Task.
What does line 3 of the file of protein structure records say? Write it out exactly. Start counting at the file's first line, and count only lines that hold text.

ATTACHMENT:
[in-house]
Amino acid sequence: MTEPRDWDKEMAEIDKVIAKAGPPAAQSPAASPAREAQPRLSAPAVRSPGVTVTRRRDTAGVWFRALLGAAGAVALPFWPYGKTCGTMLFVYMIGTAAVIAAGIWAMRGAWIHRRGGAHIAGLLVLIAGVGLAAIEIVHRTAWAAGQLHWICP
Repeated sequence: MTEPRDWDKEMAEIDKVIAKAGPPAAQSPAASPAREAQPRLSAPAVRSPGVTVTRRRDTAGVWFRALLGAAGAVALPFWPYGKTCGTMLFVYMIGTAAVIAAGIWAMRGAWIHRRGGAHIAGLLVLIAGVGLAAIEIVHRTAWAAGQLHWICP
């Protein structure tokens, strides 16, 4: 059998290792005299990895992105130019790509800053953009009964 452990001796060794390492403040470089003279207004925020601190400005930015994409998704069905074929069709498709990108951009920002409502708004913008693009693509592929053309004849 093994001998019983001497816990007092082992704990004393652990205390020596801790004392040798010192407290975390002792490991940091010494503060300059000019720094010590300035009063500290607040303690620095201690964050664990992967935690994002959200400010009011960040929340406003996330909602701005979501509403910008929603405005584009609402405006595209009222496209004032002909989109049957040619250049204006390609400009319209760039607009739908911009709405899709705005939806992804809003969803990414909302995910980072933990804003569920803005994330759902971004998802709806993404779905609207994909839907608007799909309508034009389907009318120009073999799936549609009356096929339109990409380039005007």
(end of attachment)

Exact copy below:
Repeated sequence: MTEPRDWDKEMAEIDKVIAKAGPPAAQSPAASPAREAQPRLSAPAVRSPGVTVTRRRDTAGVWFRALLGAAGAVALPFWPYGKTCGTMLFVYMIGTAAVIAAGIWAMRGAWIHRRGGAHIAGLLVLIAGVGLAAIEIVHRTAWAAGQLHWICP